The Democrats’ underwhelming impeachment show returns this week despite evidence that Americans have already tired of the plot line and characters.

The House Judiciary Committee opens hearings on Wednesday with scheduled testimony from several legal scholars. That’s right, legal scholars. Law professors.

Democrats have called Noah Feldman of Harvard Law School, Pamela S. Karlan of Stanford Law School, Michal Gerhardt of the University of North Carolina School of Law and Johnathan Turley of George Washington University Law School to testify Wednesday.Source

This no-doubt-riveting testimony follows a vote in the Intelligence Committee to send its full impeachment report to the Judiciary Committee, which will draw up articles of impeachment.

Polls conducted after the first round of hearings show that despite the media hysteria around it and the “bombshell” developments, Americans weren’t swayed one way or another by the testimony. And in some swing states, support for impeachment actually dropped.

When Gordon Sondland is your biggest star, you’ve got a problem.

Despite Sondland’s “explosive” testimony, the public remains deeply divided by the impeachment proceedings, with about half supporting Trump’s impeachment and removal from office.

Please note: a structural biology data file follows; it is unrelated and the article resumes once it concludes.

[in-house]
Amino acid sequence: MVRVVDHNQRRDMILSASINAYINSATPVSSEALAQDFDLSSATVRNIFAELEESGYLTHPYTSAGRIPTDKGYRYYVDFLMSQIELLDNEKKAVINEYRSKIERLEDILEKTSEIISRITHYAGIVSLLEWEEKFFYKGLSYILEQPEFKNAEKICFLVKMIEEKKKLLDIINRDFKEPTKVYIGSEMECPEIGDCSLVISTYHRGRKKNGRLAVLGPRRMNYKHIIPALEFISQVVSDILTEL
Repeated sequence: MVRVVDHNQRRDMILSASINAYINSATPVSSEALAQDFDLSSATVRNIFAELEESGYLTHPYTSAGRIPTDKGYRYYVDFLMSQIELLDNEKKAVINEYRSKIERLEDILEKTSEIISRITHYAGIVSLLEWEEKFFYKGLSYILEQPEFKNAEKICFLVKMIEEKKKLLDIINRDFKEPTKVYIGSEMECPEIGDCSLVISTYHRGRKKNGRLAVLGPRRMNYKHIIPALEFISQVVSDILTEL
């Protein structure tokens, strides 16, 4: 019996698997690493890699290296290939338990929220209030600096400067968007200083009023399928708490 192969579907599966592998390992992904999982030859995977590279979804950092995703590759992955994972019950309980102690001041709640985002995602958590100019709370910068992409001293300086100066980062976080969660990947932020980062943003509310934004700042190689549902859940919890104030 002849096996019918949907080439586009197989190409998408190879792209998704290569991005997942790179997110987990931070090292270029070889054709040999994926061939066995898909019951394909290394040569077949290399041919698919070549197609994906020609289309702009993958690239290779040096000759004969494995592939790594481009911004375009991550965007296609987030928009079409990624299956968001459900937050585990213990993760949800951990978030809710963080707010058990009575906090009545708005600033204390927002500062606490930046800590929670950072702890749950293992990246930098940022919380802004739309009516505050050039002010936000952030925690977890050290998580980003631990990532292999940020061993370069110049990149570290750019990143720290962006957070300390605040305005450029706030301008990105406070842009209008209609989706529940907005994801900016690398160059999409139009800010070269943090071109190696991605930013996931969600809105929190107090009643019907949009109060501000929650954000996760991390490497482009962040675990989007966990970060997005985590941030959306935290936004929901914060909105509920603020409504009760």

So what’s another round of hearings going to accomplish?

Nothing, except to give more exposure to the chairman, Rep. Jerrold Nadler, a New Yorker who makes Adam Schiff look telegenic.

Nadler had invited White House officials and even President Trump to appear at the Judiciary hearings, which the White House wisely declined.

An appearance by Trump would only give more credibility and exposure to the hearings, which are driven by partisan politics — on both sides. That’s not what Trump wants.

So instead we’ll get a series of academics testifying breathlessly that the plot to pressure the Ukraine to investigate the Bidens does indeed rise to the level of impeachable offenses.

The problem is that a lot of Americans simply aren’t buying that. They know all about the “quid pro quo” and don’t believe that what the Trump administration did was enough to eject the president from his duly elected duties.

Maybe it’s because many Americans realize that the 2020 election is right around the corner, and that’s when they’ll get to decide whether Trump stays in office — not Adam Schiff or Jerry Nadler.

But Democrats seem oblivious to that reality. They’ll go ahead and impeach Trump in the House, but then the show moves to the Republican-controlled Senate.

And so far not a single Republican senator has been swayed enough by the evidence to say that Trump should go.

Every Hollywood producer knows that to have a successful drama, you need suspense.

There’s no suspense here. Just a big flop.

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